Friday, December 31, 2010


A fat December fly, awakened by today's 50-degree temperatures, made weird shadows around the light fixture as I finished up my yoga routine, getting my back and sacrum  lined up for standing around at tonight's new year celebration. I've been making resolutions today. Nothing momentous--quilt the quilt tops, get out more, try something new, keep the weight off--pretty much the things that are right there in front of me anyway, making decisions like that fly buzzing around doing what flies do.

David Brooks in this morning's New York Times writes about a book by Hubert Dreyfus and Sean Dorrance Kelly titled “All Things Shining” that proposes that we moderns find life's meaning in "whooshes" or "whooshing moments," the feelings of insight or exhilaration that accompany peak experiences--sporting events, civil rights speeches, whatever greatness and transcendence we can hitch our ponies to. Many of the commenters found this to be meaningless. There's not rigor of thought involved, no coherence required, just an emotional high. And as Brooks points out, such highs can come from speeches by nationalist dictators as well as tellers of more complicated, nuanced truths. Heck, complicated truths probably don't score high on the whoosh scale.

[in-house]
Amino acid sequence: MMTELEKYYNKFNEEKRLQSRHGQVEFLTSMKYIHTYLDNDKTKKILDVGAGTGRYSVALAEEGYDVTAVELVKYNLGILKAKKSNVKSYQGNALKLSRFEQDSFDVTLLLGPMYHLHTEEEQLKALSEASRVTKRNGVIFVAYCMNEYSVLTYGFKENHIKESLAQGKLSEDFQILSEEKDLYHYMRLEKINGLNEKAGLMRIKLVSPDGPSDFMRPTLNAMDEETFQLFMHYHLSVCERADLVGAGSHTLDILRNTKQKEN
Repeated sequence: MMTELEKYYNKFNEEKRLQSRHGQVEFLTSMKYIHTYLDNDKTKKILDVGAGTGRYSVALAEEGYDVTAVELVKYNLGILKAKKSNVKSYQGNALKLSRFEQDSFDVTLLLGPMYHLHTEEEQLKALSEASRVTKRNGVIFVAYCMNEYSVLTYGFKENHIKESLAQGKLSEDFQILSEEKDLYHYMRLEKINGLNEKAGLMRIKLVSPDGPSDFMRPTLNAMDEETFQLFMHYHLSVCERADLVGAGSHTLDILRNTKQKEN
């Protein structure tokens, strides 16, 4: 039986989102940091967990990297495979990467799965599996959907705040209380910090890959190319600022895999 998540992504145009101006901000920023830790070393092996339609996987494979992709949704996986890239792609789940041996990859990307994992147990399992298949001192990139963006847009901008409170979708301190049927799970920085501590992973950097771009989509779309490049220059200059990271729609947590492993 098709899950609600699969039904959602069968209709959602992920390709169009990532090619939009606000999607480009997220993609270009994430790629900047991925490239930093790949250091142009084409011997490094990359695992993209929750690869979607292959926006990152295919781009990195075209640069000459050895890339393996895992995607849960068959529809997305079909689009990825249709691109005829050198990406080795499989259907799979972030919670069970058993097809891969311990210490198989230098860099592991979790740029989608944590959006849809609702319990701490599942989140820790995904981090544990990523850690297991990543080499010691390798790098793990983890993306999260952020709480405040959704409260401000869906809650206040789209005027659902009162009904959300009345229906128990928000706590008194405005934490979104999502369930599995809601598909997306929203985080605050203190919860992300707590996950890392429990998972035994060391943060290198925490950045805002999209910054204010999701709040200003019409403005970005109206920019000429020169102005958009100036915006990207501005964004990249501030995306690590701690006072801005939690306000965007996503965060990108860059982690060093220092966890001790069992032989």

I wanted to leave a comment myself, but the comments were closed by the time I read the piece. (I did enjoy the comment that closed with "How's that navel, David?") One thing I thought was missing was the acknowledgment that many of life's whooshier moments don't come out of sports or election victories or from encounters with great works of art or great men and women. They come from encounters with sorrow  and grief, with violence and despair. I've watched many people meet serious trouble in the past year and those are the places where meaningless and meaning meet, where the boundaries between our world and God's kingdom are just vapors, where insight and peace come from being able to despair and have faith both at once.

I ate a piece of Lebkuchen on my way to the computer--a substantial chunk of cookie, sweeter because of the spices, more substantial in the mouth because of the almonds. Whoosh.